The braking performance now is just night and day. It's extremely smooth and is super confidence inspiring, the pedal feel is very linear and when you need to stop, the car will absolutely stop. It's one of those things that must be experienced to know the true difference. I am using the stock master cylinder in my car and with the braided lines, I have noticed no difference in pedal droop or mushy pedal. It feels as stiff as the MK7's stock brakes but stops the car so fast it feels like you hit a wall. Overall, these are absolutely wonderful budget big brakes and I can't explain how happy they make me. I receive compliments everywhere I go and the driving feel improvement is fantastic - in my opinion one of the best modifications you can do to your car.

Bleeding brakes is very easy as well, simply follow the bleeding procedure for your vehicle (The MK5 is different, iirc it starts with the caliper closest to the ABS pump). You really only need to use one of the bleeders and you definitely need to use either VAG-COM or OBDEleven to cycle the ABS pump a few times to work bubbles lose. I highly recommend OBDEleven if you have an android phone for other utilities as well.

Concerning the brake rotors, if you go 17Z or 18Z route I highly highly recommend going with the ECS 2-piece rotors, firstly for weight and comfort (crashes harder over bumps with heavier rotors and more unsprung mass), secondly for rotor alignment (The GL450 rotors sit ever so slightly off center between the caliper inside surfaces) and third, the Brembo 18z pads are a bit larger and protrude past the inner diameter of the planar rotor surface. As time goes on, the very ends of the bottoms of the pads will develop a chamfer that makes it more difficult to remove when replacing the pads. It traps the pads a bit. The ECS floating rotors are wide enough to allow the entire pad surface area to sit on the planar rotor surface so that would also not be an issue. There are other floating rotors available at higher prices, so ultimately the choice is yours. As I said I've been using these spiritedly for 8 months so far and they've been fantastic. Here's a shot of them from a few days ago!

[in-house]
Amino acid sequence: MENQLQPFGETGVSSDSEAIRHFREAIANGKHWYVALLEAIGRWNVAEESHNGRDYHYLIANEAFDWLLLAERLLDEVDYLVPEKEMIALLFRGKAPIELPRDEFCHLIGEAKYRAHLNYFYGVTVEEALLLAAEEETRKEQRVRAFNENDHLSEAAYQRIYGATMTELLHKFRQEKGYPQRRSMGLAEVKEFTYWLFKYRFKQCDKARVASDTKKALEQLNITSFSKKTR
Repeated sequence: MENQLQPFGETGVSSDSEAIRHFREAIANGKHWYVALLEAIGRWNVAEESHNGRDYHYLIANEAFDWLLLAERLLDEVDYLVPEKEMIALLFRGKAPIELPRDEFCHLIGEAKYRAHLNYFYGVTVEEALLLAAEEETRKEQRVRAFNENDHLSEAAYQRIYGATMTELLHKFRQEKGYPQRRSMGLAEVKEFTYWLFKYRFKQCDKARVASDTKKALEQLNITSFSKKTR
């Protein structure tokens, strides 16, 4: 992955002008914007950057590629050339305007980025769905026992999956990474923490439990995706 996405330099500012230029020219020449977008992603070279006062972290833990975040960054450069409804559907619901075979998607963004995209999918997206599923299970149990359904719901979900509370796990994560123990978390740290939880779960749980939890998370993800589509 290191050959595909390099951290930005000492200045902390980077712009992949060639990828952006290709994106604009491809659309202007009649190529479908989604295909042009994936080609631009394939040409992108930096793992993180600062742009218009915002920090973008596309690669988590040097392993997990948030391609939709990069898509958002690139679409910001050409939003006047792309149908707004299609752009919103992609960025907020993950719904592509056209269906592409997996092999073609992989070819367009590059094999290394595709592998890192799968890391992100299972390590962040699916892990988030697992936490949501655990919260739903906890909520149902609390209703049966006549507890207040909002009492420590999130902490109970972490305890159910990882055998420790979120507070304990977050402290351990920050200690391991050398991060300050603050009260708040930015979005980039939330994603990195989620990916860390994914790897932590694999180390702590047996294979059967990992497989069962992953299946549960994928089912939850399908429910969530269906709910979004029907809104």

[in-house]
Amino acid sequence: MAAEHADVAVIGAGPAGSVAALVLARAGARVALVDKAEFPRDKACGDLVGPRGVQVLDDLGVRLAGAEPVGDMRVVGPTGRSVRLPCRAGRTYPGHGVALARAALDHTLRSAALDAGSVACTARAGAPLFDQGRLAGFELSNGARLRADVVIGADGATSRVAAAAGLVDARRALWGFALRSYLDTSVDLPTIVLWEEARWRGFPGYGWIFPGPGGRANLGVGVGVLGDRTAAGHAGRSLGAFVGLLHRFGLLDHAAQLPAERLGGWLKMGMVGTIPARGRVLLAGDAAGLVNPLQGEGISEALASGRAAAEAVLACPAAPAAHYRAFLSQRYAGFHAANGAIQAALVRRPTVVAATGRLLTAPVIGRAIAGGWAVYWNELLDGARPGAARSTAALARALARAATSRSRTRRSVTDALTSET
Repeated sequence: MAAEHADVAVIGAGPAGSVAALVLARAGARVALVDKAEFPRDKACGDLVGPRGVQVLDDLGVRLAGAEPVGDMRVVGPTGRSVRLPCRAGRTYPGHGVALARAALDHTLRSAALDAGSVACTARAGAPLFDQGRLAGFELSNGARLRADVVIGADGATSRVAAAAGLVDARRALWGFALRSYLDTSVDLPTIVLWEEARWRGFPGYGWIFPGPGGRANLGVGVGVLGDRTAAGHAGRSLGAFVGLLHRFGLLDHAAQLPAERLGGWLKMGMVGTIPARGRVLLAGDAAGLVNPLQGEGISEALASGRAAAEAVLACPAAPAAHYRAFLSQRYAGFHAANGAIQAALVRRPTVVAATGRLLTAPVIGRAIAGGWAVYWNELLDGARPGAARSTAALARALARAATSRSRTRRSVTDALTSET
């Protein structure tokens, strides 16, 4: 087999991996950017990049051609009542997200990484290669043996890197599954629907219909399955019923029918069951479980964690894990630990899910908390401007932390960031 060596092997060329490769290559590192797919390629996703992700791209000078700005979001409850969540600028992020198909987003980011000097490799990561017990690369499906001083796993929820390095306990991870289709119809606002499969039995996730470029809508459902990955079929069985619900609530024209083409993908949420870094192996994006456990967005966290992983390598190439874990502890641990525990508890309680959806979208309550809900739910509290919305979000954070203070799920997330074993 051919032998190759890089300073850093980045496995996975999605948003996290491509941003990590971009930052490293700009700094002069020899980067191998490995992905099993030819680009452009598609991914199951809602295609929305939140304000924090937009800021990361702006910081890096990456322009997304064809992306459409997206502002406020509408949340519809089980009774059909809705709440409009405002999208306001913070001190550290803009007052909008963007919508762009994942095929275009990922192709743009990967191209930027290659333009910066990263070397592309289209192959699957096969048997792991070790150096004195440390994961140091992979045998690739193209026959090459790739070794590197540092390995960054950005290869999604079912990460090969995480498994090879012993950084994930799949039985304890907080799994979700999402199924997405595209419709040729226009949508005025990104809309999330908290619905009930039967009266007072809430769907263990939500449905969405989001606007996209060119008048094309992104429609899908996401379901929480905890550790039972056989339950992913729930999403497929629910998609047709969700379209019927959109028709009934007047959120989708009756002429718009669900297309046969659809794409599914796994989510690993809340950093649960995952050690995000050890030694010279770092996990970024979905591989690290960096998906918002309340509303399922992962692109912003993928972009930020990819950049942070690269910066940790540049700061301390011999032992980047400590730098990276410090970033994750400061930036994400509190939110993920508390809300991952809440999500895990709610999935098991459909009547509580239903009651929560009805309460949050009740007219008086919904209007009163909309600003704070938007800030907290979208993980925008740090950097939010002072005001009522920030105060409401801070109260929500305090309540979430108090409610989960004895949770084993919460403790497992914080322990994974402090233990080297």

Thanks so much for following along guys and please ask me anything about adding these to your car if you so choose!

Cheers!
 

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2007 B6 Passat 2.0T, 1994 E36 M3 3.0L, 2004 Silverado Z71 5.3L
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Very nicely done! I appreciate your attention to detail in not only your work but your post.
 

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Nice write up. I just received a set of 18z calipers. Now with your write up, i thought i had everything. But its seems i may need spacer for my 18x8 et45 wheels. Im guessing 5mm or 10mm spacers will do.


thought of this setup.

https://www.ecstuning.com/b-ecs-parts/gli-flush-kit-black-bolts/009478ecs02kt/



Thanks,

It depends on the spoke design of the wheel. If they are OEM wheels you'll definitely need spacers, but many aftermarket wheels have more generous space due to more convex spoke design. For example, my Enkei M52 18x8 et45 wheels clear my ST-40 calipers (similar to your 18Zs) without any issue.